Knowing when to mend a broken friendship is one of those hard life decisions. Unfortunately, all of us contemplate this issue at some point in our lives. Deciding if a friendship is worth reclaiming isn't easy to figure out; however, here are a few steps to take yourself through before making the decision.
Step One: Figure out why the friendship is broken in the first place. Was it lack of time and effort on either part? Was there a conflict the two of you had? Now ask yourself, "Why?" Why was there a lack of effort? Why was there a conflict?
Step Two: Put yourself in their shoes. Would you want to mend a fractured friendship with yourself given the circumstances? How could they be feeling about the friendship?
Step Three: Go over the history of your friendship. Were there more good times than bad? Were you always complaining that this particular friend took advantage of you? How long have you known them? Did the conflict speak about the kind of person they are?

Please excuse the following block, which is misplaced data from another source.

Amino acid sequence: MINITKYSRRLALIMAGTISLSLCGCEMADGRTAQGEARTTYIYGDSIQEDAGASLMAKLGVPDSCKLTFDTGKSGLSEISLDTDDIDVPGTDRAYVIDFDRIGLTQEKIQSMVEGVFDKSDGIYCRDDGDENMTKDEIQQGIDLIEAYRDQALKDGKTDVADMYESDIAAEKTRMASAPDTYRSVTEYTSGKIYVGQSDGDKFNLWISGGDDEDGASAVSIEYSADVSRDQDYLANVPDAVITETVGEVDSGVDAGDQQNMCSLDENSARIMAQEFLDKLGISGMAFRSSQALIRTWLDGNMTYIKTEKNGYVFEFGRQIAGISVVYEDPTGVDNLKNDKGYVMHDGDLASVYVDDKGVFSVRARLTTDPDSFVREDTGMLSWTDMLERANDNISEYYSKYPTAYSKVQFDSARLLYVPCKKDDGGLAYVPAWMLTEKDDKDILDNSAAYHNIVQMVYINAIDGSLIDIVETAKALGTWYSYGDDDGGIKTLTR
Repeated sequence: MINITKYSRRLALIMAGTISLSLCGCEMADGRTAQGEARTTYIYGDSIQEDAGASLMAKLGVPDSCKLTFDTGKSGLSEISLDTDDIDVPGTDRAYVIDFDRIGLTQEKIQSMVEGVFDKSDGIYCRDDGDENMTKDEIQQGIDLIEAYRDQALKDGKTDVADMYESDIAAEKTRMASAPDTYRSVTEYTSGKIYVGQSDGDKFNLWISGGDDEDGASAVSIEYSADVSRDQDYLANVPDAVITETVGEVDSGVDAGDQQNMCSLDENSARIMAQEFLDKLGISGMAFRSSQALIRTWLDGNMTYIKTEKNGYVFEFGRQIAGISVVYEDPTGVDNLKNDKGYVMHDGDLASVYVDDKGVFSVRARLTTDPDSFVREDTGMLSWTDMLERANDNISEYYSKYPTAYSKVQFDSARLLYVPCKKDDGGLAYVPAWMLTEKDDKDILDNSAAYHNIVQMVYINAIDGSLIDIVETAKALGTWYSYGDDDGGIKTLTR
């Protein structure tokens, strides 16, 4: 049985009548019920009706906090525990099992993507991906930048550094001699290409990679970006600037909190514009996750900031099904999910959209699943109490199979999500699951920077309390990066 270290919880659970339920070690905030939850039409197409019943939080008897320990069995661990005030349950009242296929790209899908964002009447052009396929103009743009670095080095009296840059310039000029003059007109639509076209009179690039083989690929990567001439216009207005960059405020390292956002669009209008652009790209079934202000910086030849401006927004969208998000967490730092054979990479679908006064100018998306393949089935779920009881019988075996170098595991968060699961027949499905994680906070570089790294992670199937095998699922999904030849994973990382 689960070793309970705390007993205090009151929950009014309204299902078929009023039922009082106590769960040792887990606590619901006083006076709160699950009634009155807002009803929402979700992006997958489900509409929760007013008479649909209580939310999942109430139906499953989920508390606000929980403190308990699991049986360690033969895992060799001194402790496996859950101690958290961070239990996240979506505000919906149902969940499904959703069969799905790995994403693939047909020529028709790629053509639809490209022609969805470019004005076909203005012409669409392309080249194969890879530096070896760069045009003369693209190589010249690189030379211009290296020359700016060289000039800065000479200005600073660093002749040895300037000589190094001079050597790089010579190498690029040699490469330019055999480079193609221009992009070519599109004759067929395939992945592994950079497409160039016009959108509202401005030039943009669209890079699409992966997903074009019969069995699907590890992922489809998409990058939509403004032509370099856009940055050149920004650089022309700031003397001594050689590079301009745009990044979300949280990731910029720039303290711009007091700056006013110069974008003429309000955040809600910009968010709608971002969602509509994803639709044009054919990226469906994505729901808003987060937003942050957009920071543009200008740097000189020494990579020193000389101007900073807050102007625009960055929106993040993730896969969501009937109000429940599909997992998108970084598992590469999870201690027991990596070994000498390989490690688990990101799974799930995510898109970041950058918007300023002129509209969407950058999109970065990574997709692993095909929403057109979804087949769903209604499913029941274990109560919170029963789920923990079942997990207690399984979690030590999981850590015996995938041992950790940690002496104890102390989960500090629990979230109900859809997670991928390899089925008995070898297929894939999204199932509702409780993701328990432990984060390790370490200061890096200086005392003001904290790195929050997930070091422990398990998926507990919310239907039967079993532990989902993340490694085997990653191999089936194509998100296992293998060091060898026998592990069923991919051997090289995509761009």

Step Four: Make a test script and review it with someone you trust. In the script, say what you would say to your friend. Do you still get angry when you go over the script? Do you find that you are defending yourself? If so, you may still be too upset from the falling out. Try writing a letter to your friend and say everything you need to say, but don't mail it. This will help you initially get everything out. Once you have done this, let a week or two go by. If you find yourself too mad still, it may not be a good idea to rekindle the friendship. However, if you feel more calmed it may be a good idea to fix the broken friendship.
Step Five: At this point, you are a little more suited with facts and feelings that will help you decide on whether fixing the broken friendship is worth your time and efforts. If you still aren't sure, that's okay. Take your time, that may be what you need - Time.
A word of caution must be said, however. Trying to mend a broken friendship or any kind of relationship takes more than one person. The other party has to be receptive or willing to do the same. Try not to get too upset if your friend isn't ready yet. Everyone is different when it comes to facing a conflict or dilemma. Allowing your friend the space they need may be hard, but will prove to be respectful. Showing respect during this trying time may make mending the friendship all the more worth it. It will also help to gain respect in return.